Monique and the Mango Rains by Kris Holloway is the story of the author’s 2 year stint as a young Peace Corp volunteer in the remote African country of Mali. Kris spends that time as an assistant to 24 year old Monique, a remarkable midwife in the town of Nampossela, where women give birth on a concrete slab then go back to their work in the fields a few hours later, where the maternal and infant mortality rate is one of the highest in the world (1 in 12 mothers die in childbirth, 1 in 5 babies don’t live to see their 5th birthday). There is no running water, no trained doctors, medical equipment or emergency procedures. Food and water are scarce, flies are a constant problem, and malaria, intestinal parasites and AIDS are all too common ailments.
Monique, armed with a few months training, the ability to read, and a happy, willing spirit, fights to keep women alive. She passionately and desperately tries to care for women and children and better their lives under deplorable conditions. There is much information here about the birthing center and midwifery, however it is Kris’s decade-long friendship with Monique that is the heart and soul of this book. They grow close and discuss their lives and emotions on an intimate level reserved for only the very best of friends. Kris writes openly and plainly about her time in Mali, creating an intimate and unsentimental portrait of the people and this beautiful friendship.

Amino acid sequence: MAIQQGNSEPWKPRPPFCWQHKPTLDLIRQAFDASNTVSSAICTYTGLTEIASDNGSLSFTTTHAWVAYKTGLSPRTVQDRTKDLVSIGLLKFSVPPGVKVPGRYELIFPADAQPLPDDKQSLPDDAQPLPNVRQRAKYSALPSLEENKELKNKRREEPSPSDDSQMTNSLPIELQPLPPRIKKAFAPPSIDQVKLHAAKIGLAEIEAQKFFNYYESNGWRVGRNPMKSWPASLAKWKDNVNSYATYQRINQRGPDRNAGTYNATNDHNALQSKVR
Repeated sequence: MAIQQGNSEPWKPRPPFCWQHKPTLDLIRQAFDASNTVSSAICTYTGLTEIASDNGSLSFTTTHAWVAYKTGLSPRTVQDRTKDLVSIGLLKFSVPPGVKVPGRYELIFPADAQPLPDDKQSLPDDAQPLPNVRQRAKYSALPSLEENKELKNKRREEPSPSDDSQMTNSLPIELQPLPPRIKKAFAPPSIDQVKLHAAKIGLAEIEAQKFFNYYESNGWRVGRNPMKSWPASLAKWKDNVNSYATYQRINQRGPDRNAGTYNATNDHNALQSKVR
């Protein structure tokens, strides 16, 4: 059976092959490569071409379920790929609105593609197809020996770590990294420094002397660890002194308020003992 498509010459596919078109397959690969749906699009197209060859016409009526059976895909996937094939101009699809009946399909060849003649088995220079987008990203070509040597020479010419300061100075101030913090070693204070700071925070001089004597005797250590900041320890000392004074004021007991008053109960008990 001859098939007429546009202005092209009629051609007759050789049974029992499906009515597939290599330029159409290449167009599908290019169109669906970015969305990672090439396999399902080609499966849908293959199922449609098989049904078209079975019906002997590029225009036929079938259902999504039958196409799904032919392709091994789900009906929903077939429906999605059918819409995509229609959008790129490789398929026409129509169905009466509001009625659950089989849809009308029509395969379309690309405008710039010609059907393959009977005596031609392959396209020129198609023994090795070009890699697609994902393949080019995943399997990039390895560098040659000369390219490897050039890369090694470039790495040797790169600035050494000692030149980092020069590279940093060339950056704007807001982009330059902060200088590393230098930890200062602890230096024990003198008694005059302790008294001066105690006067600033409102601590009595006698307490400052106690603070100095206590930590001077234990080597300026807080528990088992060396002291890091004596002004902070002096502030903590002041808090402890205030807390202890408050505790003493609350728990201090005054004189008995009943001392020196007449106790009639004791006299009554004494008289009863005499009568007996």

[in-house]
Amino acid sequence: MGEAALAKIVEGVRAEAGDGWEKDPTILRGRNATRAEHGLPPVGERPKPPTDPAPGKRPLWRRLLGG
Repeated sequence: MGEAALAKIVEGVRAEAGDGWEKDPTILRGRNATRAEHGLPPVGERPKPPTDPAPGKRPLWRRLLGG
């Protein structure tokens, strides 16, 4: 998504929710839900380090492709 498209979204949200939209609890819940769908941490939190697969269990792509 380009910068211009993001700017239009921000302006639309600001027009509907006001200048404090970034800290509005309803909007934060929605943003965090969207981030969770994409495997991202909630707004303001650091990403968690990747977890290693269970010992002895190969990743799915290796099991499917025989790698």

Kris meets John, her future husband and another Peace Corps volunteer, in Mali. Their relationship blossoms under the watchful eye of Monique as together they work to renovate the birthing center, cover wells, dig holes for medical waste, and negotiate with community leaders to improve the local healthcare situation.
Monique and the Mango Rains offers so much for a book club to discuss. Themes in the book include family relationships, poverty, religious differences, the place of women in African society, hunger, malnutrition, power struggles, parenting, birth control, marriage, childbirth, volunteerism, and community. Holloway is respectful of the people and their culture and never has that too-frequent American way of being condescending.
I loved this book! It was so inspiring and such a powerful testament to the human spirit and to women’s friendship. Proceeds from sales of this book will help expand the capabilities of a clinic that has since been built in Monique’s name (Clinique Monique), as well as provide school tuition assistance and healthcare for Monique’s children. So I’m going to dig into my wallet and buy one copy of Monique and the Mango Rains to give away to one lucky reader, and I will also donate $1 for every comment left on this post (up to $50) to the cause. $50 won’t change the world, but it is enough to pay for a set of medical instruments!
Please watch this moving short film about Monique, narrated by Kris Holloway.
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